Unfortunately, I’m not a teen or a young adult. I’m 33 years old — emphasis on old. I don’t really like Harry Potter or Serenity or non-Miyazaki modern anime. I don’t like most of the work of J.J. Abrams or Joss Whedon. If you do like any of the above-mentioned creators or creations, you may very well love Scott Pilgrim, maybe even with all of your love. I think fans of the comic will be mostly pleased as well. I picked up all six volumes of the series after seeing the movie, and although there is a lot more story, subtlety, and detail in the comics, the movie still captures the essence of the source material. Much of the script comprises line-by-line transcriptions of the comic. The casting is also spot-on, especially Chris Evans and Brandon Routh as brutally intimidating, superstar, alpha-male exes.

But yeah, I’m old, and as such, Scott Pilgrim vs. the World didn’t always click with me. Most of the movie’s (and as I’m finding out now, the comic’s) problems stem from its tendency to try too hard. The movie has a habit of occasionally covering up its soul with meaningless surface-level details, like a beautiful girl with too much makeup on. It doesn’t accentuate her natural beauty; it just distracts from it.

If you’re an interesting storyteller, then your characters will be easy to care about, and if they grow and change in an emotionally believable way throughout your story, then you’re all set. You don’t need to try to win me over by constantly sampling other shows, games, and movies that I already love. You don’t have to shove loads of impossibly quick-witted banter down my throat. Scott Pilgrim vs. the World is sometimes so thick with style, so quick to transform itself into something else to try to get me to relate with it, that at times I actually wanted to yell at the screen, “Just be yourself, God damn it!” Then, of course, I realized that the movie was being itself — a brilliant-but-insecure nerd who’s prone to overcompensation.

Like most people I know who fit that description, Scott Pilgrim vs. the World becomes more fun to be with as it becomes more comfortable with itself. I think it was around halfway through the movie that the videogame references stopped being calculatedly “random” jokes, and started having metaphorical significance. That’s when I really started to fall in love with Scott Pilgrim.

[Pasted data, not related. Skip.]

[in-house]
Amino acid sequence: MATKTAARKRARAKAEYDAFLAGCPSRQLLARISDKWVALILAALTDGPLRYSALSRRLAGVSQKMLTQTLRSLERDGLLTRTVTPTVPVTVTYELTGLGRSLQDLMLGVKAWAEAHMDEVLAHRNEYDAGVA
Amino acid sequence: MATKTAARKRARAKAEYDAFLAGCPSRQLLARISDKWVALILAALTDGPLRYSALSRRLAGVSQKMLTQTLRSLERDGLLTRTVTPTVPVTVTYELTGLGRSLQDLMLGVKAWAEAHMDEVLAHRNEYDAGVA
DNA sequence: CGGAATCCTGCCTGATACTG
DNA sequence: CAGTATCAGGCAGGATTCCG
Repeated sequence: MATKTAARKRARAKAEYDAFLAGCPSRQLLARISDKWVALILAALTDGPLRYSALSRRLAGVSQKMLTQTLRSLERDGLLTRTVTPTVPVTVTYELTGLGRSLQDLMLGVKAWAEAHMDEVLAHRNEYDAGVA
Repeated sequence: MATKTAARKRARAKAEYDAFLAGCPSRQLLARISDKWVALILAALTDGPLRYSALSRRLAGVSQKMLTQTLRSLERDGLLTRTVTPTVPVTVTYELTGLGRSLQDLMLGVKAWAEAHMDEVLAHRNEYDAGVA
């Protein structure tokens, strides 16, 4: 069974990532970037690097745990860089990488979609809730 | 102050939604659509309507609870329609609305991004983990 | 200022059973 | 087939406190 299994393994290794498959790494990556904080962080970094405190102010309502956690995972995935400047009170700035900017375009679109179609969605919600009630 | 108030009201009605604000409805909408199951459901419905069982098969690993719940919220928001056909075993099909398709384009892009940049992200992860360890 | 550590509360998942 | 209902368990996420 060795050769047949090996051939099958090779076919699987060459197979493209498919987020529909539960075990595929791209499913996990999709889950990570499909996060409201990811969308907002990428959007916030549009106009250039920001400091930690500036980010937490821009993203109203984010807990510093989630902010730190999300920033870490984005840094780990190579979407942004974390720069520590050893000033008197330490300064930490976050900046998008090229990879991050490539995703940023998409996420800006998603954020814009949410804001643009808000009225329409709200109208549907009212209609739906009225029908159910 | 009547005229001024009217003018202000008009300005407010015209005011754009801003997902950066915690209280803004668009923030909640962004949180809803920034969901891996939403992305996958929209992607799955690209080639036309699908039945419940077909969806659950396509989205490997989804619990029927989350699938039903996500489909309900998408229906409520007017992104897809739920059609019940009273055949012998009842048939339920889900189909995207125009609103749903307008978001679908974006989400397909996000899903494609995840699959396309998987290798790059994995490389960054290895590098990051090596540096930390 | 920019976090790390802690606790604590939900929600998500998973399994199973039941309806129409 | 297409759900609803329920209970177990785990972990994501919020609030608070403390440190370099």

I don’t want to give it away because it’s a major spoiler, but I will tell you that in the third act, Scott Pilgrim vs. the World utilizes multiple trappings of ’80s/’90s videogame logic in a way that feels wholly necessary, and wholly amazing. The style and the substance of the film finally become one, and the language of videogames is used to evocatively expose the film’s deepest concepts. Through life, death, and a third option, we see the characters we’ve grown to love finally reach their potential. It’s visually and emotionally beautiful. All of the main characters’ stories wrap up together at the same time, under an umbrella of events that can only be described as a “videogame come to life.” I’ve never seen a movie utilize videogames as source material as honestly, intelligently, and effectively as Scott Pilgrim does.

The weird thing is, Scott Pilgrim isn’t even based on a videogame (yet). I’m thinking that only someone who doesn’t actively work in videogames could make a love letter to videogames (and videogamers) that’s this sincere. The grass is greener on the other side? I’m not sure, but I am sure that I’d love to see Edgar Wright and/or Bryan Lee O’Malley take on game development someday.

To sum up, if you love pretty people bantering and videogame logic, then you will love Scott Pilgrim. If you like just one or the other, you will definitely enjoy it, but not all the way. If you don’t like either (or if you fear the idea of seeing Michael Cera engaging in intentional self-parody for close to two hours), you might want to stay away from this one. As for me, I’m definitely buying it when it comes out on DVD, but mostly just so I can watch the ending over and over again, while dreaming that the potential success of this movie will lead to faithful film adaptations of No More Heroes, FLCL, and Ranma 1/2.

It may be snarky, but this is still the first true videogame movie. I certainly hope it’s not the last.

Score: 8.0 — Great (8s are impressive efforts with a few noticeable problems holding them back. Won’t astound everyone, but is worth your time and cash.)

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Jonathan Holmes
Destructoid Contributor - Jonathan Holmes has been a media star since the Road Rules days, and spends his time covering oddities and indies for Destructoid, with over a decade of industry experience "Where do dreams end and reality begin? Videogames, I suppose."- Gainax, FLCL Vol. 1 "The beach, the trees, even the clouds in the sky... everything is build from little tiny pieces of stuff. Just like in a Gameboy game... a nice tight little world... and all its inhabitants... made out of little building blocks... Why can't these little pixels be the building blocks for love..? For loss... for understanding"- James Kochalka, Reinventing Everything part 1 "I wonder if James Kolchalka has played Mother 3 yet?" Jonathan Holmes